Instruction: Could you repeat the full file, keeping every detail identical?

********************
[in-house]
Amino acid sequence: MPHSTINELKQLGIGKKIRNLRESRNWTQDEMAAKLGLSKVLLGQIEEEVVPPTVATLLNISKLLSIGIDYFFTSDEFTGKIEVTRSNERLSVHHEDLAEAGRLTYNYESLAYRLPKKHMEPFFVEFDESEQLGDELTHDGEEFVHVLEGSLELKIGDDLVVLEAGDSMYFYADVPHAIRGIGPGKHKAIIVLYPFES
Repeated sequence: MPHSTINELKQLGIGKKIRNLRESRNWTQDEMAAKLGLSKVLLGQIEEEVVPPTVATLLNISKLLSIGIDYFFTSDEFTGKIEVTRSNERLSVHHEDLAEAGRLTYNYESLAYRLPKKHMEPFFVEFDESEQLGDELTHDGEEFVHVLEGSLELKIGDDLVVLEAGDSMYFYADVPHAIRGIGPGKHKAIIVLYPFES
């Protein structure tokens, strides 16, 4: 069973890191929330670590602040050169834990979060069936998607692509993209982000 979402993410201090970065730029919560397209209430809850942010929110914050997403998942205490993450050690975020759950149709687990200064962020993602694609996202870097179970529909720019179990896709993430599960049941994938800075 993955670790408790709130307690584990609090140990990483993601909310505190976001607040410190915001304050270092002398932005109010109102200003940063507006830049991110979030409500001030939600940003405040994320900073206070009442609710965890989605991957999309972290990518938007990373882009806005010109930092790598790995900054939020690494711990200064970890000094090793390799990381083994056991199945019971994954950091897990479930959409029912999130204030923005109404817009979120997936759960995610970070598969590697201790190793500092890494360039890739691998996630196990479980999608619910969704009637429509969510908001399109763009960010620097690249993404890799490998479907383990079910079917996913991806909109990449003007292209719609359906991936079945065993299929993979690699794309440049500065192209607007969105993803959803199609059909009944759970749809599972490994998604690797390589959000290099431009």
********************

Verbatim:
[in-house]
Amino acid sequence: MPHSTINELKQLGIGKKIRNLRESRNWTQDEMAAKLGLSKVLLGQIEEEVVPPTVATLLNISKLLSIGIDYFFTSDEFTGKIEVTRSNERLSVHHEDLAEAGRLTYNYESLAYRLPKKHMEPFFVEFDESEQLGDELTHDGEEFVHVLEGSLELKIGDDLVVLEAGDSMYFYADVPHAIRGIGPGKHKAIIVLYPFES
Repeated sequence: MPHSTINELKQLGIGKKIRNLRESRNWTQDEMAAKLGLSKVLLGQIEEEVVPPTVATLLNISKLLSIGIDYFFTSDEFTGKIEVTRSNERLSVHHEDLAEAGRLTYNYESLAYRLPKKHMEPFFVEFDESEQLGDELTHDGEEFVHVLEGSLELKIGDDLVVLEAGDSMYFYADVPHAIRGIGPGKHKAIIVLYPFES
């Protein structure tokens, strides 16, 4: 069973890191929330670590602040050169834990979060069936998607692509993209982000 979402993410201090970065730029919560397209209430809850942010929110914050997403998942205490993450050690975020759950149709687990200064962020993602694609996202870097179970529909720019179990896709993430599960049941994938800075 993955670790408790709130307690584990609090140990990483993601909310505190976001607040410190915001304050270092002398932005109010109102200003940063507006830049991110979030409500001030939600940003405040994320900073206070009442609710965890989605991957999309972290990518938007990373882009806005010109930092790598790995900054939020690494711990200064970890000094090793390799990381083994056991199945019971994954950091897990479930959409029912999130204030923005109404817009979120997936759960995610970070598969590697201790190793500092890494360039890739691998996630196990479980999608619910969704009637429509969510908001399109763009960010620097690249993404890799490998479907383990079910079917996913991806909109990449003007292209719609359906991936079945065993299929993979690699794309440049500065192209607007969105993803959803199609059909009944759970749809599972490994998604690797390589959000290099431009």